While most DSPs let marketers increase or decrease bids based on factors like time of day, Beeswax is upgrading that idea with a product that lets buyers optimize bids based on up to 40 factors from the bid requests.
Bid Models, which graduated from beta Wednesday, uses multivariate bidding algorithms to help marketers find “pockets” of the most effective inventory, said Beeswax CEO Ari Paparo.
For instance, instead of optimizing their bid toward a news publisher that performs well, marketers can optimize toward someone reading the finance section of that same newspaper on Chrome during the workday.
Bid Models also shows which exchange provides the most efficient way to reach that potential customer.
These upgrades can dramatically improve efficiency. One financial advertiser using Beeswax’s Bid Models saw its cost per install decline from $150 to $50, Paparo said.
Beeswax’s granular optimization capabilities also help marketers hold onto their data, and avoid sharing it with others, where it can be used to help competitors optimize.
“If you are a client in an incredibly competitive industry, and your campaigns are being grouped with other campaigns to create shared learnings, you are giving your competition momentum,” said Brian Tomasette, head of programmatic at Camelot Strategic Marketing & Media, an independent agency.
Camelot’s engineering team builds bid models, then uploads them into its targeting database to change bids and optimize audience targeting in near real time, Tomasette said. Beeswax then handles the execution.
The multivariate bid models also allow marketers to compete with black box, machine learning models where they must cede control of optimization and transparency in order to improve campaigns.
“Machine learning works best when there is a ton of data, which means sharing data across companies,” Paparo said. “That’s not that appealing to marketers from a transparency or data ownership point of view.”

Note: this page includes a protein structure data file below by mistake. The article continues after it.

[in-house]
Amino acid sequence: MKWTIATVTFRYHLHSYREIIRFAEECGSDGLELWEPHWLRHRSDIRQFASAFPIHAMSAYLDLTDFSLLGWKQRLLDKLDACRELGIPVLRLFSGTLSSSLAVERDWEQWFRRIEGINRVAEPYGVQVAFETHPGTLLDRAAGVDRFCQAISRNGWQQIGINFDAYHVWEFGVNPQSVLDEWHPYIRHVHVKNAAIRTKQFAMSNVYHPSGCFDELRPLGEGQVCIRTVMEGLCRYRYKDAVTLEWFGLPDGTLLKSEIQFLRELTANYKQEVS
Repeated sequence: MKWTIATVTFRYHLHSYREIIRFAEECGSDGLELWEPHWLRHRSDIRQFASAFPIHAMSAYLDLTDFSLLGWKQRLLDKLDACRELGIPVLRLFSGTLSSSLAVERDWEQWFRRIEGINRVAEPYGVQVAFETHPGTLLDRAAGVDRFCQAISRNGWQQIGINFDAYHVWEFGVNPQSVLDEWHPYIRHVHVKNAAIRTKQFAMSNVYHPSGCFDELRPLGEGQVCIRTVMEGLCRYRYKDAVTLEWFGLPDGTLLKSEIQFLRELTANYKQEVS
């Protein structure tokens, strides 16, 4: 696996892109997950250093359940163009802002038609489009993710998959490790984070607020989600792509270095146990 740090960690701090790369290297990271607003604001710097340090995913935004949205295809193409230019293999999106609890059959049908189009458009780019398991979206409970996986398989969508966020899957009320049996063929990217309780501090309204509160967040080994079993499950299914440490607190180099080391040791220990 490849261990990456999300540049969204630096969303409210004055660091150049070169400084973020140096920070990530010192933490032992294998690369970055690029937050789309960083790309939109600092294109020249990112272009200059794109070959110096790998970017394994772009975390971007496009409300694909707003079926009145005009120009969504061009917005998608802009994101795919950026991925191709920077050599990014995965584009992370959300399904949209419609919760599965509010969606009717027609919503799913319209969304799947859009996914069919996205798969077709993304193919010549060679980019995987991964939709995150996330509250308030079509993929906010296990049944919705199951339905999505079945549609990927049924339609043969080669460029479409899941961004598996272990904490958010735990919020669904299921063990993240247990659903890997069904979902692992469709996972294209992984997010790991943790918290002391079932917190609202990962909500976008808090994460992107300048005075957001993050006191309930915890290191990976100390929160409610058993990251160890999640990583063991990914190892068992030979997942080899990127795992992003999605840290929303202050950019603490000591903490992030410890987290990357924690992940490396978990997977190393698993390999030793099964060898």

Beeswax also offers more information so marketers can sharpen their bid models. Most DSPs only share win logs. But Beeswax lets marketers know all the bids won and lost.
So marketers might realize they have more opportunities to win on a publisher’s site and lower their bids. Or they might find out the opposite is true, and increase bids for a small pocket of inventory.
“It’s not about having unique, magical data. It’s about having more access, control, APIs and robustness,” Tomasette said. Marketers need to be able to pull back the curtain and make decisions based on the big picture, which means looking at log-level data.
By offering more powerful optimization with fewer resources, Beeswax plans to win more clients, many of whom don’t use Beeswax because they don’t have the in-house talent to enable build-your-own algorithms.
Also, the decreasing cost of cloud computing makes it easier for a client’s data scientist to work directly with Beeswax, minimizing the need for specialized talent to plug into the tech.
“We are in the early days of democratizing data science,” Tomasette said.
And of Beeswax’s 75 clients, a half-dozen are already using Bid Models, having joined from the beta test.
“We think this is going to be an accelerator for our business,” Paparo said – helpful for a business that raised Series B funding this January. “We are giving people full power, but reducing the skills and requirements to execute.”